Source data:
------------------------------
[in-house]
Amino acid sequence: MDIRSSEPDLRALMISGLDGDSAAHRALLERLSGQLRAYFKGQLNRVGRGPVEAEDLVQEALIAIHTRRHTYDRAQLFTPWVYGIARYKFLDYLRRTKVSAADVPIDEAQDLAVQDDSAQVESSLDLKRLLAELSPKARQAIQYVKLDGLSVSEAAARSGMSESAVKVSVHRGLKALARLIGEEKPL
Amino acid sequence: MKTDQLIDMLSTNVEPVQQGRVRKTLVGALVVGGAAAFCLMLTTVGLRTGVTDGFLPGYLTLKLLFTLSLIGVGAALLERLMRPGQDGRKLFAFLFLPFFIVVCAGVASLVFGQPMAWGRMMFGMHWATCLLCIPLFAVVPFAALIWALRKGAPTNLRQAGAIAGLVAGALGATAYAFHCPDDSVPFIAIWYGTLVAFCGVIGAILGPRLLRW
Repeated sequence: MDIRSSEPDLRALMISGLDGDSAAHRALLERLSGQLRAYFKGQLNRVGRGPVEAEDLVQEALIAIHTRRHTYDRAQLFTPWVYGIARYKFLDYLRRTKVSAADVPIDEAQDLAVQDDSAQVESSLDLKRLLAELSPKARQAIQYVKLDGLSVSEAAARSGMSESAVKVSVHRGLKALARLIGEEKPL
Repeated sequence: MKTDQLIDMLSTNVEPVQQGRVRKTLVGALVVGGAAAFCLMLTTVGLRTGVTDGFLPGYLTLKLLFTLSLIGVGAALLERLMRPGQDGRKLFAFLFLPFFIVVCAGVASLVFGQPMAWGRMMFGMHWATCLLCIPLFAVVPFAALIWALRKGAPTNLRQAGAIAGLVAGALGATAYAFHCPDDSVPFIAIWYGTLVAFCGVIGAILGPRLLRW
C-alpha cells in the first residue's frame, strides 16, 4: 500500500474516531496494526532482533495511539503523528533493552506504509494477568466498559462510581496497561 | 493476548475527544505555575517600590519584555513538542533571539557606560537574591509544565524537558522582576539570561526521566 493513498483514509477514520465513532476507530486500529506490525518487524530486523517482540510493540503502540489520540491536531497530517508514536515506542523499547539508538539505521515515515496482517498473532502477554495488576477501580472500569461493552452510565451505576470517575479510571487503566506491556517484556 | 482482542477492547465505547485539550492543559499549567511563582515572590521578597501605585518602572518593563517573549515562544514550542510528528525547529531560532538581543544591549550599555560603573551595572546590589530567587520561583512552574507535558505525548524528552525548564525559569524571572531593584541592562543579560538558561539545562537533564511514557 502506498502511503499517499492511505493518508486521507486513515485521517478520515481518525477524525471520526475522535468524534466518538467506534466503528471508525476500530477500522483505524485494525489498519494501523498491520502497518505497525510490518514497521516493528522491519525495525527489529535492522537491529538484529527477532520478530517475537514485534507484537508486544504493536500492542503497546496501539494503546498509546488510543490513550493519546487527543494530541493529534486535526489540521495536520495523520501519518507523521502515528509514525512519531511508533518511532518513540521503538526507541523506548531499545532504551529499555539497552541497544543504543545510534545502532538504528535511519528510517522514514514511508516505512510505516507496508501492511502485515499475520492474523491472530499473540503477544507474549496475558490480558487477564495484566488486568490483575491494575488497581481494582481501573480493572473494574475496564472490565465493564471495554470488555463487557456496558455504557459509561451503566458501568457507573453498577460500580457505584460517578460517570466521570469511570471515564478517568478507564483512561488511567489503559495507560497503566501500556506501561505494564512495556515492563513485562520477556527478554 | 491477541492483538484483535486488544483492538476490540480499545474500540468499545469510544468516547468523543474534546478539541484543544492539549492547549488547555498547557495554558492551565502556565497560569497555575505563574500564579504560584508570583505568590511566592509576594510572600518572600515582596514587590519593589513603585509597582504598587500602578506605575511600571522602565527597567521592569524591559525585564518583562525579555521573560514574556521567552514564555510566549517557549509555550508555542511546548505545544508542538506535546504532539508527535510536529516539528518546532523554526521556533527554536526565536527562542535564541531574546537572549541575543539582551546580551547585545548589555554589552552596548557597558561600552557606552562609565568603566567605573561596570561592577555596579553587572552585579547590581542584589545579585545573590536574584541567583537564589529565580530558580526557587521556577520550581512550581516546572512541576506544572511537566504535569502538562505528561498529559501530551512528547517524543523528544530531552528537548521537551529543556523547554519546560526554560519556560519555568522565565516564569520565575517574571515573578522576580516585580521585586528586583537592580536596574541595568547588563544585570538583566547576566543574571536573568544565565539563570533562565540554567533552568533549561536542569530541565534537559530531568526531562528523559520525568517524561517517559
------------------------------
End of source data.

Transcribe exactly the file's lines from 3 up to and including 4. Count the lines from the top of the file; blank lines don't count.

Amino acid sequence: MKTDQLIDMLSTNVEPVQQGRVRKTLVGALVVGGAAAFCLMLTTVGLRTGVTDGFLPGYLTLKLLFTLSLIGVGAALLERLMRPGQDGRKLFAFLFLPFFIVVCAGVASLVFGQPMAWGRMMFGMHWATCLLCIPLFAVVPFAALIWALRKGAPTNLRQAGAIAGLVAGALGATAYAFHCPDDSVPFIAIWYGTLVAFCGVIGAILGPRLLRW
Repeated sequence: MDIRSSEPDLRALMISGLDGDSAAHRALLERLSGQLRAYFKGQLNRVGRGPVEAEDLVQEALIAIHTRRHTYDRAQLFTPWVYGIARYKFLDYLRRTKVSAADVPIDEAQDLAVQDDSAQVESSLDLKRLLAELSPKARQAIQYVKLDGLSVSEAAARSGMSESAVKVSVHRGLKALARLIGEEKPL